(Fourth in a Series on Working from Home)
I don’t want to write this post. I want to start and end the day with chocolate, eat deep dish pizza for lunch and drink coffee all afternoon. I’m working at home, so it’s all right there for the taking, with no witnesses.
I would do this if I could get away with it. But we really can’t. All day long, we choose either the fuel of life, health and high functioning, or the Fuel of Death. When we eat and drink the Fuel of Death, we lose energy, motivation, stamina and clarity. We need little naps. We think negative, circular thoughts. We can’t sleep at night, furthering the downward spiral.
I’m not a physician or a dietitian, but here’s what I know for sure:
Too much coffee jitters and hypes us, affecting sleep hours after we drink it. I’ve had to switch to half decaf, and only two or three cups before noon.
- Too much food at once makes most of us super dopey. Big lunches especially slow us down. It helps to eat a few hundred calories late morning, then again mid-afternoon.
- Sugars and refined flour – the principal ingredients in all yummy food – give us nothing, tax our organs and load us up with unwanted weight. The harsh reality is that we were made to eat mostly plants that have not been messed with. You know: apples, carrots, salads, grainy brown bread with seeds in it, nuts. Anyone who has tried a few days of this stuff without the sugar and white flour knows how good it feels. Everything is easier because our bodies have what they need.
- Some protein with each meal or snack keeps our energy more even – an egg, some nuts, a few cubes of cheese, a little lean meat or fish. It also keeps us from getting hungry again too soon and grabbing handfuls of cheese puffs.
- Alcohol does not enhance work performance, or any performance. It doesn’t matter that lots of great artists were big drinkers. Most of them didn’t end well and we could have had decades of better work from them if they’d stayed sober.
- Drugs, illegal or misused, do not enhance work performance, no matter how brilliant we may feel for a time.
The statement of the obvious must be repeated until we really believe it; Good food leads to good work. Bad food leads to bad work. I know there are some people who code for twelve hours at a time on Monster drinks and donut holes, but it’s going to catch up with them.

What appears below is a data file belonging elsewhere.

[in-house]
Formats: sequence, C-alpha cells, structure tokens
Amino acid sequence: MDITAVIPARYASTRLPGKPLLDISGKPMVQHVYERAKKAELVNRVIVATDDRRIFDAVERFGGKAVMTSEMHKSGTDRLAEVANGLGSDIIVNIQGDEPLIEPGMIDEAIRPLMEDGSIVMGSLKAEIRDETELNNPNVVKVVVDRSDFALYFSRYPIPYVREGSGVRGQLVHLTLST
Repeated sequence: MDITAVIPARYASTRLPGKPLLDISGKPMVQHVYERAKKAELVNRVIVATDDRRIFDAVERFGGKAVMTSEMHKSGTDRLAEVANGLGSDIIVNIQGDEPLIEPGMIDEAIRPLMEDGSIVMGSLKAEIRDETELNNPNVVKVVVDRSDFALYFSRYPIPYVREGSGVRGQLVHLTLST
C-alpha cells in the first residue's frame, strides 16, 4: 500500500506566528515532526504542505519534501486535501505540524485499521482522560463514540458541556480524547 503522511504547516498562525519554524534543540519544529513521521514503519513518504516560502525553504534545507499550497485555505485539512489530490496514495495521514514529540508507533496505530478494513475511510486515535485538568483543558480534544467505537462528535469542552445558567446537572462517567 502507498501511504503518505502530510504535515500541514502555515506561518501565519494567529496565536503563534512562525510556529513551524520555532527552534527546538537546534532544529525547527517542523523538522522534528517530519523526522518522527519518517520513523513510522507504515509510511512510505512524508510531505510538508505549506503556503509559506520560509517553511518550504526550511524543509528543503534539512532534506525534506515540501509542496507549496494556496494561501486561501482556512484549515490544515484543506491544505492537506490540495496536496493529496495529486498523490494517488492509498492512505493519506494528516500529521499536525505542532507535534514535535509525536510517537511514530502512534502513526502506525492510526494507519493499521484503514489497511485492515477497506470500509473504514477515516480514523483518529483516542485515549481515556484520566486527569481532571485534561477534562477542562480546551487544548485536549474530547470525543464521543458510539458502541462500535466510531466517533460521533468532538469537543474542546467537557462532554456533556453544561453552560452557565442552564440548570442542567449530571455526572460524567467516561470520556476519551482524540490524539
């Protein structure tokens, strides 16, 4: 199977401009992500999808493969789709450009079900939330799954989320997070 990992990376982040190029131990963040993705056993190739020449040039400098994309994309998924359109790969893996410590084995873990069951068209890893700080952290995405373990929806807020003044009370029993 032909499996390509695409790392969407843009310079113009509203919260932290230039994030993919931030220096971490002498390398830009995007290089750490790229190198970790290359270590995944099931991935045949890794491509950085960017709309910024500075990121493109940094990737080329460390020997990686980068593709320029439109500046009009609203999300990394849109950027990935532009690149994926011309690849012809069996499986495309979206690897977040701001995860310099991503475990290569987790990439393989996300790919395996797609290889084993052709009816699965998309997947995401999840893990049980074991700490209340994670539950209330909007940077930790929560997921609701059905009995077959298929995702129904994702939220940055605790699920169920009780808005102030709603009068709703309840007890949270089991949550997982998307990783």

Changing eating habits is really hard. I’ve worked on one at a time, and I’m still far from ideal. Drinking a lot of water is a good habit to start with. Only buying good food really helps. Measuring quantities helps. Planning the day’s food ahead helps.
However we do it, we will be sabotaging ourselves when we try to work without the fuel our bodies were made for.
(Third in a series of posts about working from home.)
Not everyone gets that working from home is still work. Many people who would never dream of bugging you at a corporate office or a factory floor won’t hesitate to call you for a chat at your home office, or expect you to reply to their texts right away.
It’s hard enough to keep ourselves on track when working at home; being derailed by family and friends can be overwhelming.
It’s also hard for those around us to know when we are or aren’t working, unless we give some clear signals. This whole area of setting boundaries is really key. How we do it differs with what our set up is and the kind of work we’re doing, but it’s really hard to work at home without boundaries. We can’t get stuff done, and we’re likely to take out our frustration on loved ones, which is not cool. Boundaries protect everyone. Here are some ideas to consider:
- Having a defined physical work space helps; preferably behind doors that close. Then tell people that when the door’s closed, you need privacy. An open door can mean, “Talk to me if you need something, but not just for fun.” If you don’t have a private space, you can leave earphones on when you don’t want to be disturbed, or wear you ‘get lost’ hat, or whatever it takes.
- Set some regular work hours, then people can get into a habit of leaving you alone during those times. It’s also important to honor the times you set for being available, especially with kids. They’ll have an easier time getting used to your off-limits time if they know they can count on a game at lunch time, or an evening when you’re not constantly checking your phone.
- Consider separating your message and social media feeds, using some for work, the rest for private life. Then you’re not tempted to watch concert videos when you meant to check customer orders.
- Don’t tell everyone you work from home. Not everyone needs to know.
- Get used to missing out on some good moments. If you want your privacy to be taken seriously, you can’t jump ship every time you hear people laughing in the next room, or expect them to tell you when the movie starts.
- Don’t feel the need to be constantly responding to notifications, unless you’re a stockbroker or something. I told my kids if they really needed me, to phone rather than text, then gave them each their own ring tone. Then I could dive deep into a project and ignore everything, until I heard that Lord of the Rings theme, or the R2D2 bleeps. ( Zedge has fun ring tones.)
Lots of people swear they do just fine with multitasking, and mixing work with every other part of life, but more and more people are discovering that an interrupt-driven workday is less productive.
Over the long-haul, a defined work space, a set work time and some methods of reducing interruptions make working at home a lot more viable.